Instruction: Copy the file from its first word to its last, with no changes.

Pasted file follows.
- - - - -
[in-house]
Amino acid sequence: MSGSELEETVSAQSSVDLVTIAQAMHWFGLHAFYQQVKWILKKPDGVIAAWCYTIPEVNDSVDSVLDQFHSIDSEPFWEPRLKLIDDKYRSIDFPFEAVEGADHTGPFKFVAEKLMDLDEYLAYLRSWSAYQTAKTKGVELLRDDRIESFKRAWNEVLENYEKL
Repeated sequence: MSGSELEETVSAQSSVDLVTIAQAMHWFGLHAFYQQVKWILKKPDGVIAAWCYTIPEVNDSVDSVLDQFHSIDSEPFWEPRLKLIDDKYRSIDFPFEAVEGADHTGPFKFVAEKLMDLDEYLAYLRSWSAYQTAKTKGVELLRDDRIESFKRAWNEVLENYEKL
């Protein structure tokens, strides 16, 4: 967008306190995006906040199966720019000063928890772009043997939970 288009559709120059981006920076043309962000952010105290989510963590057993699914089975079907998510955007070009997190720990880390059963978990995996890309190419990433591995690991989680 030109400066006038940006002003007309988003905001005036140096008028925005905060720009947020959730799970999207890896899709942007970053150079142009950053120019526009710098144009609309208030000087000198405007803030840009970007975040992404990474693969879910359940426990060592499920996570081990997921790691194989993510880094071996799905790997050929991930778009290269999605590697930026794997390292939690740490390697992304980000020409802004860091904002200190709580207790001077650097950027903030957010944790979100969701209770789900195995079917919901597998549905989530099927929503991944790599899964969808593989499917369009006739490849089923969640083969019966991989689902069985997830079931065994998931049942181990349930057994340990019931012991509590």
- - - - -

[in-house]
Amino acid sequence: MSGSELEETVSAQSSVDLVTIAQAMHWFGLHAFYQQVKWILKKPDGVIAAWCYTIPEVNDSVDSVLDQFHSIDSEPFWEPRLKLIDDKYRSIDFPFEAVEGADHTGPFKFVAEKLMDLDEYLAYLRSWSAYQTAKTKGVELLRDDRIESFKRAWNEVLENYEKL
Repeated sequence: MSGSELEETVSAQSSVDLVTIAQAMHWFGLHAFYQQVKWILKKPDGVIAAWCYTIPEVNDSVDSVLDQFHSIDSEPFWEPRLKLIDDKYRSIDFPFEAVEGADHTGPFKFVAEKLMDLDEYLAYLRSWSAYQTAKTKGVELLRDDRIESFKRAWNEVLENYEKL
């Protein structure tokens, strides 16, 4: 967008306190995006906040199966720019000063928890772009043997939970 288009559709120059981006920076043309962000952010105290989510963590057993699914089975079907998510955007070009997190720990880390059963978990995996890309190419990433591995690991989680 030109400066006038940006002003007309988003905001005036140096008028925005905060720009947020959730799970999207890896899709942007970053150079142009950053120019526009710098144009609309208030000087000198405007803030840009970007975040992404990474693969879910359940426990060592499920996570081990997921790691194989993510880094071996799905790997050929991930778009290269999605590697930026794997390292939690740490390697992304980000020409802004860091904002200190709580207790001077650097950027903030957010944790979100969701209770789900195995079917919901597998549905989530099927929503991944790599899964969808593989499917369009006739490849089923969640083969019966991989689902069985997830079931065994998931049942181990349930057994340990019931012991509590």